Advisory Board

Dr. Abraham Zangen

The MIT Technology Review article A Gentler Way to Jump-Start the Brain: Scientists in Israel are testing a noninvasive method to electrically stimulate neurons deep in the brain said

Electrically shocking the brain is often the only recourse for people suffering from severe, untreatable depression. While standard antidepressants have little effect on these patients, electroconvulsive therapy (ECT) can sometimes jump-start the brain, lifting people out of depression, at least for a while. But ECT can also carry some serious side effects, including seizures and memory loss.
Instead, Abraham Zangen, one of two inventors of Brainsway’s deep TMS approach, and his colleagues designed a new coil configuration that is able to excite neurons at a depth of four centimeters, using the same intensity of current used in standard TMS coils. Instead of a single coil generating a single magnetic field through the brain, Zangen has outfitted a helmet with a number of small coils, each producing a separate magnetic field. As researchers run a standard current through the helmet, the coils, which are connected in a series, produce multiple fields that add up, generating a much stronger magnetic field that goes deeper into the brain before dropping off.

Abraham Zangen, Ph.D. is Head, Department of Neurobiology, Weizmann Institute of Science, Israel. He is on the Editorial Board of Brain Stimulation and holds patent Transcranial magnetic stimulation system and methods.
Mood-altering drugs have become an unavoidable part of the modern landscape. Whether they come in the form of medically-supervised anti-depressants, or as illegal substances obtained on the street, these drugs affect emotions by altering neurochemical and electrophysiological activities of the brain. Impaired function of the brain reward system is implicated in both depression and addiction, and these two states have documented comorbidity. The neurochemical changes induced in the brain as a result of these two conditions can be viewed as an expression of brain plasticity.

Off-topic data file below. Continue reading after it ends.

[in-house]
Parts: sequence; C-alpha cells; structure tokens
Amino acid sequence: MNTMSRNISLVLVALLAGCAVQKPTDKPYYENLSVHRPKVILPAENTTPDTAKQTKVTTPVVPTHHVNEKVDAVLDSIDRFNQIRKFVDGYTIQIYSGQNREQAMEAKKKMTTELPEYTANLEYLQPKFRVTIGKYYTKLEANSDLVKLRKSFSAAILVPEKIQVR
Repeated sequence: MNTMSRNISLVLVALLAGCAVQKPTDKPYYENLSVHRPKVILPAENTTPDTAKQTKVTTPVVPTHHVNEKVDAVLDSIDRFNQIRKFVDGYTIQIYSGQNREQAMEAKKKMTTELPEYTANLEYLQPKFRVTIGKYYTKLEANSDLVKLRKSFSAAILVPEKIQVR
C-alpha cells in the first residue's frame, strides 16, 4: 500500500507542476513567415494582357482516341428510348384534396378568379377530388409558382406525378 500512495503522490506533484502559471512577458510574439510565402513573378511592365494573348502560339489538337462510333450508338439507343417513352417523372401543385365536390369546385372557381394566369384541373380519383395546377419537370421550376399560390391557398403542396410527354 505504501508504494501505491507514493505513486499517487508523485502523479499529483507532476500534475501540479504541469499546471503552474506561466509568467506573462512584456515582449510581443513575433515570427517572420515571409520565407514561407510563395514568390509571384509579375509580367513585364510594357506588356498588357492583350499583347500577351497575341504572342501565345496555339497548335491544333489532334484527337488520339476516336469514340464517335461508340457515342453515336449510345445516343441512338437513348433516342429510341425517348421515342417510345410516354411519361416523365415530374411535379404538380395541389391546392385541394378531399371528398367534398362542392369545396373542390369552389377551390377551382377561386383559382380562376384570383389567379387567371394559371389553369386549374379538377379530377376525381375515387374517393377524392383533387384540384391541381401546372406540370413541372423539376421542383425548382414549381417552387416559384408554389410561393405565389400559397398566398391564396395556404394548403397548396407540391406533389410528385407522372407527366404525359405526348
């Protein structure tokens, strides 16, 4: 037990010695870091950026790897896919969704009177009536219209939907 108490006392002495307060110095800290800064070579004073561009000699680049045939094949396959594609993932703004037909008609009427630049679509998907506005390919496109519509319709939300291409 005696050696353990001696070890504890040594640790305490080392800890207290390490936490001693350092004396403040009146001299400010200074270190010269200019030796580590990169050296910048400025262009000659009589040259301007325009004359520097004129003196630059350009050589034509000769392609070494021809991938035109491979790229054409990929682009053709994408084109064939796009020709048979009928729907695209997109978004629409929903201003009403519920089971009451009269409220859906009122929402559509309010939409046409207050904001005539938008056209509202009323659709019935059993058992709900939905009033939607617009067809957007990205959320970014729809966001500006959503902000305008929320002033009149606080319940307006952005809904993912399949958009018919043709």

His lab studies focus on these two alterations in the reward system: depression and addiction. His main goal is the study of the mechanisms by which the brain reward system affects mood and motivation by using animal models for depression and addiction. In addition he seeks to develop new methods to examine neuronal processes at the root of depressive behavior and drug addiction, thereby finding new treatments for these devastating disorders.
Abraham coauthored Repeated Electrical Stimulation of Reward-Related Brain Regions Affects Cocaine But Not “Natural” Reinforcement, Two Brain Sites for Cannabinoid Reward, A Coil Design for Transcranial Magnetic Stimulation of Deep Brain Regions, Alterations in Endogenous Brain beta-Endorphin Release by Adrenal Medullary Transplants in the Spinal Cord, A Direct Chemical Interaction between Dynorphin and Excitatory Amino Acids, and High Serotonin and 5-Hydroxyindoleacetic Acid Levels in Limbic Brain Regions in a Rat Model of Depression: Normalization by Chronic Antidepressant Treatment.
Watch Deep Magnetic Brain Stimulation and Israeli scientists probe deeper into human brain to battle depression.
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